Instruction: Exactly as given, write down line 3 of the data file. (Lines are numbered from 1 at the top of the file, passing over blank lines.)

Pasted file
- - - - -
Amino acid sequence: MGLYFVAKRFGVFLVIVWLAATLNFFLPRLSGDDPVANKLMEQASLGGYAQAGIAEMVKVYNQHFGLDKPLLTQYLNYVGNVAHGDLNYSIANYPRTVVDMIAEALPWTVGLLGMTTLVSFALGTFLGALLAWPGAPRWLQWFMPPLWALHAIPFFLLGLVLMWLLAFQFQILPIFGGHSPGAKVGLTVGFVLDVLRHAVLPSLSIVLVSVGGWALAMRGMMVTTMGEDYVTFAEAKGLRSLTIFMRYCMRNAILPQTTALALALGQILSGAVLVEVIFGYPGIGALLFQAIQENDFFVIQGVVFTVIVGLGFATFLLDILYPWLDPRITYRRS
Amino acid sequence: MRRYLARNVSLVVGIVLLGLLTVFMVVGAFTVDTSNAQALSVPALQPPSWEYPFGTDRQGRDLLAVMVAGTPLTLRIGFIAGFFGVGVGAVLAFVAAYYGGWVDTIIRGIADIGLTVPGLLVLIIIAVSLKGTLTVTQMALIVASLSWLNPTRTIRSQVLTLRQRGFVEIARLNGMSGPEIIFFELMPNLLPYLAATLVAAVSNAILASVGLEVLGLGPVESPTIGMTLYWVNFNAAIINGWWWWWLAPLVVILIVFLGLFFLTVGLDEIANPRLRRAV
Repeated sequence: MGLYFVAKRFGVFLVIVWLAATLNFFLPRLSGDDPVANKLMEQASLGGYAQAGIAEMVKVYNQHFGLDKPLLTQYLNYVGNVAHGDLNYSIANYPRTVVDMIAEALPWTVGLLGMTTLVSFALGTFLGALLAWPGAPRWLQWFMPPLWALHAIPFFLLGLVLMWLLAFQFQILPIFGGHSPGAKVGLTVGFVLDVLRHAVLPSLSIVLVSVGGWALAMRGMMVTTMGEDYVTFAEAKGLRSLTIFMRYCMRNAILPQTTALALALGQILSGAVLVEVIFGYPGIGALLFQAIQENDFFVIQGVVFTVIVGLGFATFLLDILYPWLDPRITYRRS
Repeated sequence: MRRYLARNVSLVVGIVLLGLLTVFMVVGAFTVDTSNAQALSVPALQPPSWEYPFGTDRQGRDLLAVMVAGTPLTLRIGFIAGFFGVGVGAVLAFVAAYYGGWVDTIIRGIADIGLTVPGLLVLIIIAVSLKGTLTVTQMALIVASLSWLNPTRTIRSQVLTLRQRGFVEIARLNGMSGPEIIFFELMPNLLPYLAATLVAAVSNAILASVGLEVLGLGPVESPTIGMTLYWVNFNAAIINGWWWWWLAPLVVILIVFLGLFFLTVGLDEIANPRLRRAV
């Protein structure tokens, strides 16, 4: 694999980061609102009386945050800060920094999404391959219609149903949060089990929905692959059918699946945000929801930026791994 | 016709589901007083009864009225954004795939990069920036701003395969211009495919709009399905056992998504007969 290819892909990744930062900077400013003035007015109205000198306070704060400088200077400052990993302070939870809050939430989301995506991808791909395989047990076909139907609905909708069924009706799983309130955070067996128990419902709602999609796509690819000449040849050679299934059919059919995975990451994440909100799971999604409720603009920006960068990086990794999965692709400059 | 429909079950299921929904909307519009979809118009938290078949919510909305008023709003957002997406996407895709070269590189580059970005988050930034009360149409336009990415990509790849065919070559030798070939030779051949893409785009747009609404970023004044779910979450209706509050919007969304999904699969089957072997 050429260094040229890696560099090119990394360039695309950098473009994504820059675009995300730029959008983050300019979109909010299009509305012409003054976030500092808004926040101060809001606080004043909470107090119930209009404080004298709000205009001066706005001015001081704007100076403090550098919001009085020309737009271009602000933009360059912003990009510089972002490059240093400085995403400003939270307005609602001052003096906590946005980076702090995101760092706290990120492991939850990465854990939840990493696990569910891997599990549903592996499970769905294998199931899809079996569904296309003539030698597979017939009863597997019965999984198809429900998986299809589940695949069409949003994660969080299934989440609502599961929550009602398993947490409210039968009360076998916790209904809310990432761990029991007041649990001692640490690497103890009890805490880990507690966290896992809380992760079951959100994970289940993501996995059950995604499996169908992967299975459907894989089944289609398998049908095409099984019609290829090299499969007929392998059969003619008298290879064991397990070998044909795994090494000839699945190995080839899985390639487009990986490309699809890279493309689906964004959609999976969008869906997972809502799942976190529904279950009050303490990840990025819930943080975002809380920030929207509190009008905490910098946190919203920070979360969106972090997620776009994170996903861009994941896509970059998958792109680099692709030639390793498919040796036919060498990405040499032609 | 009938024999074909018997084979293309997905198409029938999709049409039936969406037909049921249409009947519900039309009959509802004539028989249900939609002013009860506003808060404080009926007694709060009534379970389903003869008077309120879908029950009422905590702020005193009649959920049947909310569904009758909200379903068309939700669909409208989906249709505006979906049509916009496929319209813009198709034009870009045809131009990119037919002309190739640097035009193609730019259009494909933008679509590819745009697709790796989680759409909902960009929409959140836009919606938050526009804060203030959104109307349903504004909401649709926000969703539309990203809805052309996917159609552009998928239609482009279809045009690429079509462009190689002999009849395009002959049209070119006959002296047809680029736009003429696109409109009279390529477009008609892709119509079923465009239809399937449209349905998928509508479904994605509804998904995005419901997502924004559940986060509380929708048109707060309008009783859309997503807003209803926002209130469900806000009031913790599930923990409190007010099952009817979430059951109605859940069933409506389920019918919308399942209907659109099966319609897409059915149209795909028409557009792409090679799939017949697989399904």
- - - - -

Repeated sequence: MGLYFVAKRFGVFLVIVWLAATLNFFLPRLSGDDPVANKLMEQASLGGYAQAGIAEMVKVYNQHFGLDKPLLTQYLNYVGNVAHGDLNYSIANYPRTVVDMIAEALPWTVGLLGMTTLVSFALGTFLGALLAWPGAPRWLQWFMPPLWALHAIPFFLLGLVLMWLLAFQFQILPIFGGHSPGAKVGLTVGFVLDVLRHAVLPSLSIVLVSVGGWALAMRGMMVTTMGEDYVTFAEAKGLRSLTIFMRYCMRNAILPQTTALALALGQILSGAVLVEVIFGYPGIGALLFQAIQENDFFVIQGVVFTVIVGLGFATFLLDILYPWLDPRITYRRS